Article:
Natural language processing gives a voice to digital processes

Natural language processing (NLP) makes it possible for computers to read text, hear speech, interpret it, measure sentiment and determine which parts are important. Today’s machines can analyse more language-based data than humans, without fatigue and in a consistent, unbiased way.

“NLP is important because it helps to resolve ambiguity in language and adds useful numeric structure to the data for many downstream applications, such as speech recognition or text analytics,” Kayne Putman, analytics consultant at SAS UK & Ireland says. “That means it can be applied in a wide variety of business use cases such as fraud and risk analysis or extracting insights on customer behaviour. Fundamentally, it is essential to have good data analytics in place and to know what you want to achieve before introducing NLP into the environment.”

Development of natural language processing

The biggest change in natural language processing over the last ten years has been the move away from more traditional pattern recognition in words and move towards machine and deep learning approaches. There have been recent advances in terms of the technique of ‘word embedding’ which allows some degree of semantic meaning to be ascribed to individual words, or groups of words.

“The result is a high-dimensionality numeric vector that allows further model training and analysis to occur,” Jos Martin, senior engineering manager at MathWorks, says. “Once some of the semantic meaning has been transferred into the numerical space, many other recently developed deep learning techniques become available to NLP system designers.”

For example, many systems have taken advantage of long short-term memory (LSTM) types of recurrent neural networks, helpful in learning more about the relationships between words in sentences, paragraphs and other linguistic blocks. These types of network allow the designer to predict what the next word in a sequence might be or ascribe probabilities to the next several words.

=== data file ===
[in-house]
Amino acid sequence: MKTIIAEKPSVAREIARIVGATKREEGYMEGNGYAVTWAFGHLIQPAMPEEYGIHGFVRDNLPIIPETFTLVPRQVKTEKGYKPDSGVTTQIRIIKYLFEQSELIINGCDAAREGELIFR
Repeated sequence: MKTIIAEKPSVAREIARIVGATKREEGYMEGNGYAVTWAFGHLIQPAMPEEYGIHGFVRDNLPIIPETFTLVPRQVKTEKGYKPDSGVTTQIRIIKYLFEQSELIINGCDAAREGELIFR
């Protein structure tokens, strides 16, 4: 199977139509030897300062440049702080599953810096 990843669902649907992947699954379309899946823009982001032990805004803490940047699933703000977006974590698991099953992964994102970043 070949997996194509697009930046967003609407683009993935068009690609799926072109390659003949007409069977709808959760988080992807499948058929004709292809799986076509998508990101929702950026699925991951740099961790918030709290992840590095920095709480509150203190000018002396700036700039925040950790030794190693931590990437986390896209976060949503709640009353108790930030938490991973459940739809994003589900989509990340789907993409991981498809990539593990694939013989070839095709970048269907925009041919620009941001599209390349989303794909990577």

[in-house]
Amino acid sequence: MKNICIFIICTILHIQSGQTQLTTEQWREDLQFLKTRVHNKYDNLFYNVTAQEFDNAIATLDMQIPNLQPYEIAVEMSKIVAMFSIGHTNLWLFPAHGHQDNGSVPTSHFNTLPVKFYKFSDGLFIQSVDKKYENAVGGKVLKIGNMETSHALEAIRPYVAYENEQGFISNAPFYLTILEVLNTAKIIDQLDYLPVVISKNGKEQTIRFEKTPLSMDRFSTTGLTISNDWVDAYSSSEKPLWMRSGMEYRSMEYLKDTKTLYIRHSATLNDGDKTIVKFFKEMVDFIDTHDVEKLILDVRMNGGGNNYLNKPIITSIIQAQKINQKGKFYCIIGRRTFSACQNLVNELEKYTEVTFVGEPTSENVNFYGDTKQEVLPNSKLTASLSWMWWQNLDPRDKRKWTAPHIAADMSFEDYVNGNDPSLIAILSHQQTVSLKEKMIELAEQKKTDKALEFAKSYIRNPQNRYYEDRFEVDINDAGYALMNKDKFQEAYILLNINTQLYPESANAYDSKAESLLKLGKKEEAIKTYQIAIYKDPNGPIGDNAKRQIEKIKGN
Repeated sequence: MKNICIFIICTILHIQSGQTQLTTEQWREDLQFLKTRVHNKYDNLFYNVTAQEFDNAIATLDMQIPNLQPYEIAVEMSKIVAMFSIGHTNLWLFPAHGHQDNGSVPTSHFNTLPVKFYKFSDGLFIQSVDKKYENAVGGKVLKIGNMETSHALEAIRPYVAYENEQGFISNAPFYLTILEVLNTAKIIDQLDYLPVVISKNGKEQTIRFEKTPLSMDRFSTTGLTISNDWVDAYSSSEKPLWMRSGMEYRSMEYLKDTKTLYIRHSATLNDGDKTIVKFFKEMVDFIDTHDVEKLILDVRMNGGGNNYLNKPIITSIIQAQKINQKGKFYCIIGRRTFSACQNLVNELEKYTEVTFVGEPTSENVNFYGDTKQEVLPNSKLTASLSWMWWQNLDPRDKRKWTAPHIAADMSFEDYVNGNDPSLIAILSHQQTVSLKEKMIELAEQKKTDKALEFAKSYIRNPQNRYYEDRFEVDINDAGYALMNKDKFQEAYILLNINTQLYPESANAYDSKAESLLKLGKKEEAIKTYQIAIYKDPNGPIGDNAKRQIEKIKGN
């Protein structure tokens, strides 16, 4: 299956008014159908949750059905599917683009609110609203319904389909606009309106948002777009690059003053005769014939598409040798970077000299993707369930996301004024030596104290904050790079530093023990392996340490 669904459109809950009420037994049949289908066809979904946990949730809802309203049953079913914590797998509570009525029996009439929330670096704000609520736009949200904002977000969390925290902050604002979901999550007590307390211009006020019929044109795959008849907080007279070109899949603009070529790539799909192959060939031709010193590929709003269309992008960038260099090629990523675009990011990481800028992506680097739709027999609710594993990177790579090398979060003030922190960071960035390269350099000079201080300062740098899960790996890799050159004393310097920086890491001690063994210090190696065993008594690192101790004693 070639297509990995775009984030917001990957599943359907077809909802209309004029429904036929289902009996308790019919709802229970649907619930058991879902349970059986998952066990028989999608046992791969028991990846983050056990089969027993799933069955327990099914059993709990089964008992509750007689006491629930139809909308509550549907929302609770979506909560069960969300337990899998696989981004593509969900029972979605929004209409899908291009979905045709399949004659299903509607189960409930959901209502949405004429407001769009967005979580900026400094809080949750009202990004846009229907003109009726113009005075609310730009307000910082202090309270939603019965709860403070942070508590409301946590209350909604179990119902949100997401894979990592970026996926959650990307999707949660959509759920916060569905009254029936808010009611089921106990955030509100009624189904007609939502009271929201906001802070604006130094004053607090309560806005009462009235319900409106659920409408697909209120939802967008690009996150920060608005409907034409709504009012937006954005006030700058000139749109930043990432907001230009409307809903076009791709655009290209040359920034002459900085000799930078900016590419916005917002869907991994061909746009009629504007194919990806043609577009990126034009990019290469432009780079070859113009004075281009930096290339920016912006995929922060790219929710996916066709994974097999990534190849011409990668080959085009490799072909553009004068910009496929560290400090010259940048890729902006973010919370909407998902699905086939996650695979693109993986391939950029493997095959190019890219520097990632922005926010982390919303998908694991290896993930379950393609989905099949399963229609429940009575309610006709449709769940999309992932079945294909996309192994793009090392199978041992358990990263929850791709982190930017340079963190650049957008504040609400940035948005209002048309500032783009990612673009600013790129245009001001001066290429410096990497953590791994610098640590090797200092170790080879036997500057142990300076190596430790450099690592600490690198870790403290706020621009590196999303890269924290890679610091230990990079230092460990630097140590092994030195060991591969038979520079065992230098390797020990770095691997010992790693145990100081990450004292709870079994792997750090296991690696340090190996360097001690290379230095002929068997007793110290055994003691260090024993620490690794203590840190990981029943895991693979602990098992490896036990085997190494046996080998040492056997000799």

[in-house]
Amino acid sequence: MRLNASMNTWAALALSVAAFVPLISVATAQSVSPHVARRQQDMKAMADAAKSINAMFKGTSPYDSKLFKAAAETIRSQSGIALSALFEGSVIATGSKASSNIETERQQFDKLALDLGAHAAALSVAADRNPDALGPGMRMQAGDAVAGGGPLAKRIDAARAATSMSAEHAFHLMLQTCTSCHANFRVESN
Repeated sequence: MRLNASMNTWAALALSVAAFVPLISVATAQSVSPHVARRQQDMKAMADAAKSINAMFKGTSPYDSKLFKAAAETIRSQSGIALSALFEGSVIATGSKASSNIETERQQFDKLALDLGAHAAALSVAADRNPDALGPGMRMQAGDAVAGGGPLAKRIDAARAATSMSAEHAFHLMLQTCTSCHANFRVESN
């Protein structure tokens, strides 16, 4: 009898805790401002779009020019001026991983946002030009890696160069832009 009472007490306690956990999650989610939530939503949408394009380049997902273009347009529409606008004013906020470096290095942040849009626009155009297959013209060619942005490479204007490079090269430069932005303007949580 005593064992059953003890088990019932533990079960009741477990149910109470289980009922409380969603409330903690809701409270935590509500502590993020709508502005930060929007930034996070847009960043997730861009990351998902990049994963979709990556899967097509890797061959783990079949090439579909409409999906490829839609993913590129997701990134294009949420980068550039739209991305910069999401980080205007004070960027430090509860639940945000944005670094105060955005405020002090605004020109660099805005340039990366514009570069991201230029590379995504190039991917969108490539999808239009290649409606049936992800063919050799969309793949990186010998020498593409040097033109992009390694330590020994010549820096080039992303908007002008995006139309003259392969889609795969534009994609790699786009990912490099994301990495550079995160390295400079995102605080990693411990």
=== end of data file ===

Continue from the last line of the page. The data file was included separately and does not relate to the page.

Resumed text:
Six surprising ways businesses are impacted by RPA, OCR and NLP

Robotic process automation, optical character recognition, and natural language processing, or RPA, OCR and NLP, are some examples of newer technologies that positively affect businesses. Here’s how:

More than just a chatbot

In traditional natural language processing, words were just words – somewhat meaningless phrases that lack the meaning established by wider context. This is how we would typically categorise a chatbot, which is limited by the information fed to it in real-time.

“For advanced natural language processing , we can improve contextual understanding by representing words as vectors of numbers,” Johan Toll, executive director transformations at IPsoft says. “Instead of just understanding words as words, this enables the machine to understand word similarities and phrase similarities in very flexible ways.”

For example, understanding that the word ‘contract’ has a very different meaning in a legal context to than in a gangster movie. Unlike with a chatbot that understands just a single-stream of information and language, this enables a multi-faceted conversation that is tailored as per the required context, in addition to the type of language used.

According to Toll, advanced NLP is a facilitator. “In fact, most AI developments and digital innovations include some form of intelligent process automation (IPA), with McKinsey estimating that 50 to 70 per cent of tasks within companies are automated,” he adds. “It is this automation, facilitated by NLP, that enables the development of new AI applications, allowing organisations to accurately source, organise and identify vast amounts of valuable information. “

NLP to break down human communication: How AI platforms are using natural language processing

Whenever we go online it’s a safe bet that we’re only a click away from being on a site using AI. Sites and applications from industry giants such as Google and Facebook are constantly using AI in order to improve their user experience and provide more efficient services. Many programs such as chatbots are made possible through the use of natural language processing or NLP. RPA applies it too